Specifically, the legislation would:

  • Re-establish a rebuttable presumption that a miner’s death was due to black lung if they were disabled due to pneumoconiosis at the time of death;
  • Improve access to legal representation for miners and survivors of miners to ensure that individuals are not unable to secure benefits due to a lack of financial resources.

The legislation also:

  • Requests that the Government Accountability Office (GAO) provide a report to Congress on the financial impact of recouping interim Department of Labor payments in order to determine the financial impact of black lung benefits and interim payments on black lung beneficiaries and the government;
  • Requests that GAO look at other ways to improve the black lung benefits claims process for survivors of miners.

The Senators have actively worked to ensure better treatment of miners and their families. Earlier this year, the senators urged the Government Accountability Office (GAO) to evaluate the adequacy of black lung benefits to ensure they meet the income and health care needs of disabled miners and their families.  Last year, Sens. Warner, Kaine, Casey, Brown, and Manchin introduced The Black Lung Benefits Improvement Act, legislation to make needed updates to the Black Lung Benefits Act to ensure Congress is fulfilling its commitment to the nation’s coal miners. To help fulfill those promises, in August of 2022, Congress approved a permanent extension of the black lung excise tax to fund the Black Lung Disability Trust Fund (BLDTF) that provides health insurance and a living stipend for those impacted by black lung as part of the Inflation Reduction Act.

“In addition to the many emotional and legal challenges a family is faced with when a loved one passes away, widows and survivors of miners who die from black lung disease are also faced with the burden of continuing to navigate the complicated and stressful black lung benefits process. This bill will help make the claims process more accessible to these families and we're grateful for Senator Warner's leadership on this issue,” said Rebecca Shelton, Director of Policy, Appalachian Citizens’ Law Center.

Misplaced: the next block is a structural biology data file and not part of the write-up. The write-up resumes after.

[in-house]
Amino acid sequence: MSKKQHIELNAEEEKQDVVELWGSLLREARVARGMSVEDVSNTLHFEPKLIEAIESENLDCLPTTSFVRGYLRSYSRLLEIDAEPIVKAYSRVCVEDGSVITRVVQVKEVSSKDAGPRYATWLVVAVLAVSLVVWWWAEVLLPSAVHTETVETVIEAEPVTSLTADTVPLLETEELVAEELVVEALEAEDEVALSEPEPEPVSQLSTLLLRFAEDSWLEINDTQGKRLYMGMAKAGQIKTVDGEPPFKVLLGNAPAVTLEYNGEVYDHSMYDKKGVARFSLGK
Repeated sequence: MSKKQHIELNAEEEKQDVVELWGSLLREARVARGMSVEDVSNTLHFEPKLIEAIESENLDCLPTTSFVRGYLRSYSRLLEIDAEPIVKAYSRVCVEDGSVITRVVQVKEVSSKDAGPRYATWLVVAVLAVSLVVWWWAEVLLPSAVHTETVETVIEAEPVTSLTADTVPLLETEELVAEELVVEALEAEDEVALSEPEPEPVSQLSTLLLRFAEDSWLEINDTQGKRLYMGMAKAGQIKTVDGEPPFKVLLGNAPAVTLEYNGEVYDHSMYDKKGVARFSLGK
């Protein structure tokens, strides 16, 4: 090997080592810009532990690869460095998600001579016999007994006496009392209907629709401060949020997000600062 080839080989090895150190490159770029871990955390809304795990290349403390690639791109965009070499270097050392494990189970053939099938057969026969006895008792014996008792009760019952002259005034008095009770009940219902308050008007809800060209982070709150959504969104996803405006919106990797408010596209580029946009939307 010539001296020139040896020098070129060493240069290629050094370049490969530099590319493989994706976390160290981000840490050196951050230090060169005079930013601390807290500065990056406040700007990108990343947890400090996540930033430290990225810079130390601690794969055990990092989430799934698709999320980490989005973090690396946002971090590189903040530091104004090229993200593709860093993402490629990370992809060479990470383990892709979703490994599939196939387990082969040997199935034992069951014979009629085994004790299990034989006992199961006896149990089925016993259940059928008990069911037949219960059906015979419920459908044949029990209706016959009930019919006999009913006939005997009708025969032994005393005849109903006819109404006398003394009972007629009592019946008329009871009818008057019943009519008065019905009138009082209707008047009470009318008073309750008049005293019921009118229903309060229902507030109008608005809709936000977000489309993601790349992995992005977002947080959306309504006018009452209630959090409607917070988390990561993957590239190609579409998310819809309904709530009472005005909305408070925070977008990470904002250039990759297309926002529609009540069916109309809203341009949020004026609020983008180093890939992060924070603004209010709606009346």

“When a miner dies, their families are left not only grieving and planning a funeral, but they also often lose the benefits they relied on for groceries and paying the bills. The Relief for Survivors of Miners Act will make their lives a little easier, and help to make sure that families are not left in poverty after their loved ones die,” said Vonda Robinson, Vice President of the National Black Lung Association.

“As Appalachia experiences a resurgence in black lung disease, the process for accessing the crucial benefits promised to miners and their families remains excruciatingly difficult. We applaud Senator Warner's leadership to help ensure that the families of miners who have died from black lung can still access those benefits,” said Quenton King, Federal Legislative Specialist, Appalachian Voices.

“The UMWA has been at the forefront of battling black lung disease for more than fifty years. Enacted by Congress in 1969 as part of the Federal Mine Health and Safety Act, the black lung benefits system has been helpful to thousands of miners and their families. But more needs to be done. The cost of living has dramatically increased since 1969, miners are contracting the disease at younger ages and there are more severe forms of the disease. Senator Warner’s , ‘Relief for Survivors of Miners Act’ would eases burdens families of deceased miners face claiming black lung benefits so these families receive the benefits they deserve,” said Cecil E. Roberts, International President of the United Mine workers of America.

A copy of the bill text is available here